The Internet is built on connections which are represented by links. A link connects one site to another. When a reader clicks on the link, it takes them through a shortcut to another page. I think of this shortcut as a portal to another dimension or a slide in the game Chutes and Ladders. Both inbound and outbound links can factor into search engine ranking for a website, therefore link strategy has become part of the SEO marketer’s bag of tricks. In 2013, as Google continued its mop-up mission, Matt Cutts, head of the webspam team at Google, announced stricter rules for using links. The main thrust of his announcement was that links used strictly to manipulate PageRank (PR) were prohibited and would result in Google dings or penalties if found.
What Does That Mean for Webmasters and Writers When It Comes to Using Links?
It is nonsensical to think that any article on the Internet can be written without links. Links are used to show sources, refer back to previous posts, and point to additional resources. All of these links are legitimate uses for linking. Therefore, links in and of themselves cannot be bad. As we move forward looking for ways to promote our companies and conscientiously provide worthwhile content for our websites, what guidelines should we use for linking?
In an excellent article in Search Engine Watch, “Link Building in 2014 is All About Building Your Brand & Reputation,” Eric Enge points out that there are five guidelines when adding both incoming and outgoing links to your site in order to build links the right way.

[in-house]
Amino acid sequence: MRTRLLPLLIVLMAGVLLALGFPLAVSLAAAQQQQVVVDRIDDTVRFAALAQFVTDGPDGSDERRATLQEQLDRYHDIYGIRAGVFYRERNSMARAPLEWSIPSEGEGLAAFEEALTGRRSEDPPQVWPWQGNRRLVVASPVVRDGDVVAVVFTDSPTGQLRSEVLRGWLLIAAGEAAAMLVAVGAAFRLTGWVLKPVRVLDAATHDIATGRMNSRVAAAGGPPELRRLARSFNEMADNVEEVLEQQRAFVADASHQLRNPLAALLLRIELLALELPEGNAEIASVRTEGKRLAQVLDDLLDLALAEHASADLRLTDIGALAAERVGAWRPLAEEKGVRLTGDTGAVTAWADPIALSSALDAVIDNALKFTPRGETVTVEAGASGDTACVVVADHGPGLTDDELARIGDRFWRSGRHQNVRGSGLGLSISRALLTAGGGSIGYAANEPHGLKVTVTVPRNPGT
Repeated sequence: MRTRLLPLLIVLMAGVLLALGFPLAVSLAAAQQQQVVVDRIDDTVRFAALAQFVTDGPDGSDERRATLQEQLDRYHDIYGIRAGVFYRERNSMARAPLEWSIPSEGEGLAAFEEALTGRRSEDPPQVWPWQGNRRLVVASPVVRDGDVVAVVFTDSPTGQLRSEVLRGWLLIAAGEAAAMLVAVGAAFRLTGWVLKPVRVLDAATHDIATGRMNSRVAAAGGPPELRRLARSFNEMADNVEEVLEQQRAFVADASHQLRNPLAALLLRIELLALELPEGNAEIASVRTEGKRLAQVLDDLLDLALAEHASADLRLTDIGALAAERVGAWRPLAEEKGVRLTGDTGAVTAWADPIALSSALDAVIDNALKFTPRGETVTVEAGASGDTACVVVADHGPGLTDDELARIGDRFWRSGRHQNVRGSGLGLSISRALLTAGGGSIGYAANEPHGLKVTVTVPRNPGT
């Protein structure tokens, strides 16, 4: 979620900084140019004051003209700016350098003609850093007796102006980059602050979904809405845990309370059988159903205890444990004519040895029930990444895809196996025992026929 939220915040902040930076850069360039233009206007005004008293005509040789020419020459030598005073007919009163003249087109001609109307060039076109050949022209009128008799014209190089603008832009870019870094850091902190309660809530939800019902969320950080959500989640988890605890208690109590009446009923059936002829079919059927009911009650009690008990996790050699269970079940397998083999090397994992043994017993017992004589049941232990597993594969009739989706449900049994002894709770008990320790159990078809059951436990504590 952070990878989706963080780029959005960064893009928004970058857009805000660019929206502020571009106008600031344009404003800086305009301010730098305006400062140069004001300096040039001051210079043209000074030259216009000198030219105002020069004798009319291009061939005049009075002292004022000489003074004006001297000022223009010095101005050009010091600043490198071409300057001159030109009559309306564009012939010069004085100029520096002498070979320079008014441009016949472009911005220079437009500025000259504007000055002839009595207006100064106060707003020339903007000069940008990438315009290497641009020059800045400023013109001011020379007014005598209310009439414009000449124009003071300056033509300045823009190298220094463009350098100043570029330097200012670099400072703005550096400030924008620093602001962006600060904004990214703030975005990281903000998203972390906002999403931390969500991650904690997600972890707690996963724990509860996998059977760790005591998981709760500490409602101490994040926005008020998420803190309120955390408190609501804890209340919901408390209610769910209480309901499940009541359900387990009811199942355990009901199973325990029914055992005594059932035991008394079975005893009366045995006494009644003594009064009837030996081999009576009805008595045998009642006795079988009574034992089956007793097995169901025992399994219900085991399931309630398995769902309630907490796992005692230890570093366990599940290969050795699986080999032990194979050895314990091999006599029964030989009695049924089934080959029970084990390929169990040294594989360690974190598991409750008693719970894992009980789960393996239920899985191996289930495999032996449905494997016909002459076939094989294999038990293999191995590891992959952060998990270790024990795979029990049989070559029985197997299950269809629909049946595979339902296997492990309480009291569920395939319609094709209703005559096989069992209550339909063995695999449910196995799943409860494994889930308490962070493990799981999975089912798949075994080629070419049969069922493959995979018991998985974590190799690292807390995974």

- Would you create the link if Google and other search engines did not exist? In other words, are you inserting the link for SEO purposes only? If you are, then don’t use it. If it offers a value, the link is okay.
- If the law required that you show a sample of your links to your customer or prospect, would you be happy to do so? If your link profile is embarrassing to you, then you are doing something wrong. You should not be ashamed to show someone your links.
- Is the link to your site a genuine endorsement? If it isn’t, it is a failed link.
- Can you make an argument that justifies the use of this link? Good links need no justification.
- Would someone seeing a link to your page have a decent chance of desiring to click through because of interest in your company with the potential to become a customer? If not, the link is not needed.
If you can answer these questions honestly when adding links, then you are in the clear. Links should be relevant to your content. When you hire freelance writers to create content for you, this strategy for linking is the right one to use. Links used for legitimate sources and references will add to your site’s ranking and authority for SEO and more importantly, for your actual readers–the people you hope will become customers for the long term.
Paula A is a writer by day and a voracious reader by night. She is currently trying to keep her house clean and her mind uncluttered…or is it the other way around? She specializes in sales and marketing, hazelnut lattes, and admiring local art.